Human rights defenders have paid tribute to Salmaan Taseer on the eleventh anniversary of the assassination of the former Punjab governor.
Taseer was gunned down on Jan 4, 2011 in Islamabad by his police bodyguard, Malik Mumtaz Hussain Qadri, who claimed that he had killed the governor because of his criticism of the country’s blasphemy laws.
Saeeda Diep, founder of the Institute of Peace and Secular Studies, stopped organising the annual vigil for Taseer last year after local police stopped them citing security concerns.
“We were not allowed to leave the office. There is a security threat from clerics. The state-sponsored actors have brought our country to this point. My heart pains today. Some activists wanted to gather in silence but I didn’t want to endanger their lives,” she told Kross Konnection.
“We can’t speak freely. Human rights have become ambiguous amid the undefined red lines. Minorities have become more vulnerable amid the ongoing persecution. Forced conversions of underage minority girls have become everyday news. We couldn’t enforce any legislation against the misuse of blasphemy laws. My head is down in shame in front of our minority siblings,” she said.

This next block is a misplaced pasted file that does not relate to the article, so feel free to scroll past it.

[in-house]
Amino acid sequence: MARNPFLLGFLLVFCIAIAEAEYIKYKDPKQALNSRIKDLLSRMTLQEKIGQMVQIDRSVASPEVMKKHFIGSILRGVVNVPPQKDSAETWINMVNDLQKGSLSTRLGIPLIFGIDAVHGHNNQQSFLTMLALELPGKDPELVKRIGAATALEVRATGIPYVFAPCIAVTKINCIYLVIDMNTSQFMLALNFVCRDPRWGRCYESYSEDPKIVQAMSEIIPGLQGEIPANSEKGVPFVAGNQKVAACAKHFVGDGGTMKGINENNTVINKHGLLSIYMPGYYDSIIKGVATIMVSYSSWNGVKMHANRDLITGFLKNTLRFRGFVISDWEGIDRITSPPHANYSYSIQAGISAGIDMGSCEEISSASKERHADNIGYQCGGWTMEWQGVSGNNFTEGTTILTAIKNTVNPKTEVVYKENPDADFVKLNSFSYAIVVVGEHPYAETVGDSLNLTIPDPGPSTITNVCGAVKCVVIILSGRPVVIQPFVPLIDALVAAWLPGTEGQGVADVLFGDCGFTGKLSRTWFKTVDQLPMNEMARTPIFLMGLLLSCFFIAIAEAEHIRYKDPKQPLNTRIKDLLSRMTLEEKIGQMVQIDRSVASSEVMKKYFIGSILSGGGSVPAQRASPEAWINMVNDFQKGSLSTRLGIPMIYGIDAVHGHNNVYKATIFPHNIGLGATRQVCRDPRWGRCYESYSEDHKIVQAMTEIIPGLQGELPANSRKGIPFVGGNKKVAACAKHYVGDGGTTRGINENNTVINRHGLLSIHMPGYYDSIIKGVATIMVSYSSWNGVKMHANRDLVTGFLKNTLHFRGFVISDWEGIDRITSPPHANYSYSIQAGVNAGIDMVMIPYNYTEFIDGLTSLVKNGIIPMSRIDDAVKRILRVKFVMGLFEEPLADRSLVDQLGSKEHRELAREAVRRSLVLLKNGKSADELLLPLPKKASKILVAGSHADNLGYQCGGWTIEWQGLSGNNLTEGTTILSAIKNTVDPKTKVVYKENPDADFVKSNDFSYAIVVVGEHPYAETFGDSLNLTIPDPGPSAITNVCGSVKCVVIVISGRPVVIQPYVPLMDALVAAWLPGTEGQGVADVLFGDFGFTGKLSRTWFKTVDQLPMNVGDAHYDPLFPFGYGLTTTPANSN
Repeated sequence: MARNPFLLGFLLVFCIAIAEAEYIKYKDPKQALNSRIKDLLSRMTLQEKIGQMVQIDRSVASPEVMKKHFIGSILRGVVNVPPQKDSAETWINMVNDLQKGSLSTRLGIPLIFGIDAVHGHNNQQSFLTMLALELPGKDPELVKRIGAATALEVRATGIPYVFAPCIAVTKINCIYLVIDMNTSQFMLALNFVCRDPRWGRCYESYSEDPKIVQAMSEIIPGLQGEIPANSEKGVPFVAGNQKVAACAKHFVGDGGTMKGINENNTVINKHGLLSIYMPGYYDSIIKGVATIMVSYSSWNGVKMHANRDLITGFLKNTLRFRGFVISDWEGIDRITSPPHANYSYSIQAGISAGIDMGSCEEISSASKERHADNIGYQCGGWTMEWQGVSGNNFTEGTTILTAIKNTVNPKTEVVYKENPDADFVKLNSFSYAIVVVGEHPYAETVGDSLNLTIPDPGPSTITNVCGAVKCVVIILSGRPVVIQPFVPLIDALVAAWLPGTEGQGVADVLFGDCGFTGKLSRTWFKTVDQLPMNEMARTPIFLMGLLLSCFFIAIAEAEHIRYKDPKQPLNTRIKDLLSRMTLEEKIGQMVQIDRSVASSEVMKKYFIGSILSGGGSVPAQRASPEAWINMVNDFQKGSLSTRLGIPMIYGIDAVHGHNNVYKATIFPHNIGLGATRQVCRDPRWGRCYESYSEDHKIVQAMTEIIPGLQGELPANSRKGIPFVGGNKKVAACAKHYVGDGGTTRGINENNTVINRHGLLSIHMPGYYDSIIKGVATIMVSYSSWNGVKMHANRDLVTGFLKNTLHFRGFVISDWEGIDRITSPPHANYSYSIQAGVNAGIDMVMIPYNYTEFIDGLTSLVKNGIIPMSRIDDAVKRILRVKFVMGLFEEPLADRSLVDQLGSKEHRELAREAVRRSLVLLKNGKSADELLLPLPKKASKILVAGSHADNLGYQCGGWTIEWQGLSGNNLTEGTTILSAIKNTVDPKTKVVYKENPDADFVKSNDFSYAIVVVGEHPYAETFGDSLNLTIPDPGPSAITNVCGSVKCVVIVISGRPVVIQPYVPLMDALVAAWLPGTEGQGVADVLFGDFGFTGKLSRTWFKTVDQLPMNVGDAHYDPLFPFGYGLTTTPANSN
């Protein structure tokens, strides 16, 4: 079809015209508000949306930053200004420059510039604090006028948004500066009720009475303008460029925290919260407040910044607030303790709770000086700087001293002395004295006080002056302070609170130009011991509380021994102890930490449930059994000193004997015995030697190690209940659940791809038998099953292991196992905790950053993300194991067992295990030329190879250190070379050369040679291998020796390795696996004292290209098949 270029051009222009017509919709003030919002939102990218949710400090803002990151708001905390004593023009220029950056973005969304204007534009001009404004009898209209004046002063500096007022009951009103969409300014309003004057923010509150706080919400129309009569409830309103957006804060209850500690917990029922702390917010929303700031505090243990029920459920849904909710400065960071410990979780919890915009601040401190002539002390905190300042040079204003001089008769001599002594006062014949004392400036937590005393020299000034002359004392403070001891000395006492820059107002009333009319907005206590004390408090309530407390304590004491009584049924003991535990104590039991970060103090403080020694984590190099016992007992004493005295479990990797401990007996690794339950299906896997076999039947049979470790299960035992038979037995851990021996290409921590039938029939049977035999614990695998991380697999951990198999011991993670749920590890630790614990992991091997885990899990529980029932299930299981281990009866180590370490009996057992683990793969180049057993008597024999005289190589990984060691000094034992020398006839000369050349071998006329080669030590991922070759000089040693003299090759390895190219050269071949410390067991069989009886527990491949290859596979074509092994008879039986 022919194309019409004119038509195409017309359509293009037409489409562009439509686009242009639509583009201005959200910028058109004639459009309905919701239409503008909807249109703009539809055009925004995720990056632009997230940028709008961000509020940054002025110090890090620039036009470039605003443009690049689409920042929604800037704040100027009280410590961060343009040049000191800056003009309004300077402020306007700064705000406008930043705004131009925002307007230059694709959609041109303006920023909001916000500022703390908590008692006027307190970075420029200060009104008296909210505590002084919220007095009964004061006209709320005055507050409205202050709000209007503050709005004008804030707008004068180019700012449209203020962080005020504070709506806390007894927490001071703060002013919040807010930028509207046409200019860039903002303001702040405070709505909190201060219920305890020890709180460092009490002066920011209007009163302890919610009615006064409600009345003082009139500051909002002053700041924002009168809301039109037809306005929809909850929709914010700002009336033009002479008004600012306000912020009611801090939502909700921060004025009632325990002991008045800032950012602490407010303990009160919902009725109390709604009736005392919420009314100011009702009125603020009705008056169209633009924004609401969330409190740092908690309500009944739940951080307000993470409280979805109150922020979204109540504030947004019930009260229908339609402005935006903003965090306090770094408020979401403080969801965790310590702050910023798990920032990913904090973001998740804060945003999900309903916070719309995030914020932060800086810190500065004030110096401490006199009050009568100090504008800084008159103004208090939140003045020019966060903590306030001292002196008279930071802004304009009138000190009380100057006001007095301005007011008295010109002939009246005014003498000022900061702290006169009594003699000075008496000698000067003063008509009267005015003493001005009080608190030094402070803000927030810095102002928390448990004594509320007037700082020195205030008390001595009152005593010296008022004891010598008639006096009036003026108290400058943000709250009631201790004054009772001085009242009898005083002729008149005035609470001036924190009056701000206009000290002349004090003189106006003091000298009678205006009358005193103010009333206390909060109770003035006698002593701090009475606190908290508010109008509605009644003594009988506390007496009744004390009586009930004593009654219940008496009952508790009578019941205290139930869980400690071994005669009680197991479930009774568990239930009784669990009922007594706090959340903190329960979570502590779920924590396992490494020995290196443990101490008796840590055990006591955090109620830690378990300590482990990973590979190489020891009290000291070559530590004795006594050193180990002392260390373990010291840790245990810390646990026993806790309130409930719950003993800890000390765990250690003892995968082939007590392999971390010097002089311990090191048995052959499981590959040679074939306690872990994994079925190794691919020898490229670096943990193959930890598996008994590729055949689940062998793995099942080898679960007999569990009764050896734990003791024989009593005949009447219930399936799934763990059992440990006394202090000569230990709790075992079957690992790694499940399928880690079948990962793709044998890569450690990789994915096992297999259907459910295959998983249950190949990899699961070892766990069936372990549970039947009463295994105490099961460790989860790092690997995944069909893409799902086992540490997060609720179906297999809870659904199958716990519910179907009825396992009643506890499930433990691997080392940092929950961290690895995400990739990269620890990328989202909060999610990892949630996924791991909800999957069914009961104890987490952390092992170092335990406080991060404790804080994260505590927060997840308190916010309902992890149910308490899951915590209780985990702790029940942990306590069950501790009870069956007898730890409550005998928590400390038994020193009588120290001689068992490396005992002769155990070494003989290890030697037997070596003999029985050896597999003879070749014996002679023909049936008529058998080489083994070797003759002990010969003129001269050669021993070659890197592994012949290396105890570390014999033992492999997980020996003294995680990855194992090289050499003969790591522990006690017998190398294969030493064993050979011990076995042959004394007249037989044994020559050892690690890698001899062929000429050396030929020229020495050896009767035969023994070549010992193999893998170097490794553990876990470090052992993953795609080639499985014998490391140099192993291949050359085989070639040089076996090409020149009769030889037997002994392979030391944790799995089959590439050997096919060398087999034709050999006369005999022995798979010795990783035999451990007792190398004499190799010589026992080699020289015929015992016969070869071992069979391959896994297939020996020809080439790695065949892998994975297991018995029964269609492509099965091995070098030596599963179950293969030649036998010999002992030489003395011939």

Diep was among those attacked by supporters of the recently unbanned rightwing Tehreek-e-Labbaik Pakistan in a vigil for Taseer in 2015.
Sahiwal-based Catholic activist Ashiknaz Khokhar paid tribute to Taseer in a Facebook post.
“He was the first and strong voice to prevent anti-human incidents as in Sialkot. He warned against those making people fool in the name of religion. He endangered his life and was murdered,” he said.
“Irrespective of party affiliation, the barbaric scenes of these days could have been reduced. Or else anyone can endanger your life or your loved ones. He can become a hero after killing you. Salmaan Taseer you were right!”
Pakistan People’s Party Chairman Bilawal Bhutto-Zardari also issued a statement on the party’s website.
“The party leader had sacrificed his life for the promotion of tolerance and rights of minorities in the country. The political struggle of Shaheed Salmaan Taseer is incomparable to any other. The day of martyrdom of Taseer reminds us that we have to save Pakistan from the fire of extremism and terrorism. We have to stop the misuse of laws,” said Zardari.
TLP, which adheres to the Barelvi sect of Islam, was formed by clerics who opposed the execution in 2016 of Taseer’s assassin, Qadri. This October, TLP supporters staged a “long march” from Lahore to Islamabad to demand the release of their party’s leader, Saad Hussain Rizvi, and renewed calls for the French ambassador’s expulsion.
To quell these protests in which 11 people, including policemen, were killed, the government reached an agreement with the party, effectively lifting the year-long ban, releasing more than 2,000 jailed TLP members as well as the part’s leader, and allowing the party to run in the upcoming elections.